Wednesday July 11 2018

Gulu fails to recover Shs261m youth funds

Harvest. Some of the beneficiaries of the Youth

Harvest. Some of the beneficiaries of the Youth Livelihood Fund prepare their harvests for sale in Gulu District recently. PHOTO BY JULIUS OCUNGI 


Gulu Municipality authorities have failed to recover millions of shillings advanced to several youth groups under the government Youth Livelihood Fund project, Daily Monitor has established.
According to the authorities, a total of Shs327 million was advanced to 37 youth groups in the four divisions of Pece, Laroo, Layibi and Bardege within the Municipality since 2014 but only Shs66 million of the funds have been recovered.
During a financial audit conducted by the Parliamentary Accounts Committee on Local Government that sat in Gulu District, it was revealed that many youth groups within the municipality had shunned refunding the money.

Mr Reagan Okumu (Aswa County), the Committee chairman, in an interview with yesterday said some of the groups are currently untraceable. He cast doubt on whether the fund will be recovered.
“The Youth Livelihood project is a failed one in Gulu Municipality and in the whole country. Recovery of the funds is one of the worst. How can some of the groups who got about Shs5 million only be able to pay Shs10,000?” he asks.

He adds that there is little hope in the Youth Livelihood Fund project in the whole country and proposes that government restructures the programme to achieve its intended objective.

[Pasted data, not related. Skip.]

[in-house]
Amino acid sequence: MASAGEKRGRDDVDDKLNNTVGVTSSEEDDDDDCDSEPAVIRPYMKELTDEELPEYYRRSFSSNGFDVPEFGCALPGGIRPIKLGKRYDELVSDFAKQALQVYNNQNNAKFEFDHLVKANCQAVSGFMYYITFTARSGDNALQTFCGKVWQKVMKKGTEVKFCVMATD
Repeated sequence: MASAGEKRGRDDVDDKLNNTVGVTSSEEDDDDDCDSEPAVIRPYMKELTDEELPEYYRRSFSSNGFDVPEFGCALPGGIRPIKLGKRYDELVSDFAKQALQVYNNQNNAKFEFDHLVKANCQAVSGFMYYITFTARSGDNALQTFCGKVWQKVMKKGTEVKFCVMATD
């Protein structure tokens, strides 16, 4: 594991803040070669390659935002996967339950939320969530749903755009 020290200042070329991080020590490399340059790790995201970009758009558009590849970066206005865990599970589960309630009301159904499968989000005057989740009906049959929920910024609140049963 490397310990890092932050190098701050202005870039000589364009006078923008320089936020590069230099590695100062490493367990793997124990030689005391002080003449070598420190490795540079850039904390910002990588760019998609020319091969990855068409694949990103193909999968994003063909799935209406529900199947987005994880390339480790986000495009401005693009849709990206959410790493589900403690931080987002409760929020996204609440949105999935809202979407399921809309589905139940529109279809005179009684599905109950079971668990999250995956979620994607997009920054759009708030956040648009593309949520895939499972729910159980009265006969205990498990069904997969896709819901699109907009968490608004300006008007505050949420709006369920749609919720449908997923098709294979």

“The project should be restructured; it should not be a free project as youth are thinking. The fund should be given to well-organised groups which are already existing and carrying out a particular activity,” Mr Okumu says.
He notes that money recovered from the various youth groups should be recycled and given out to other groups who are succeeding in their ventures.

The Gulu Municipal town clerk, Mr Francis Barabanawe, acknowledges the officials have not been able to recover the money because of the wrong perception the youth have over repayment.
“Majority of them say the fund is a donation to the youth by the government and because of this, they don’t see any reason as to why they should pay back,” Mr Barabanawe says.
He also notes that most of the youth groups chose wrong enterprises that turned out not to be profitable.

According to Mr Barabanawe, the municipal authorities have currently embarked on sensitising the youth groups so that they voluntarily repay the cash advanced to them.
“We believe the youth were misled by political statements that the money was a donation. Through our engagement with them, we hope they will understand and voluntarily pay the money,” Mr Barabanawe says.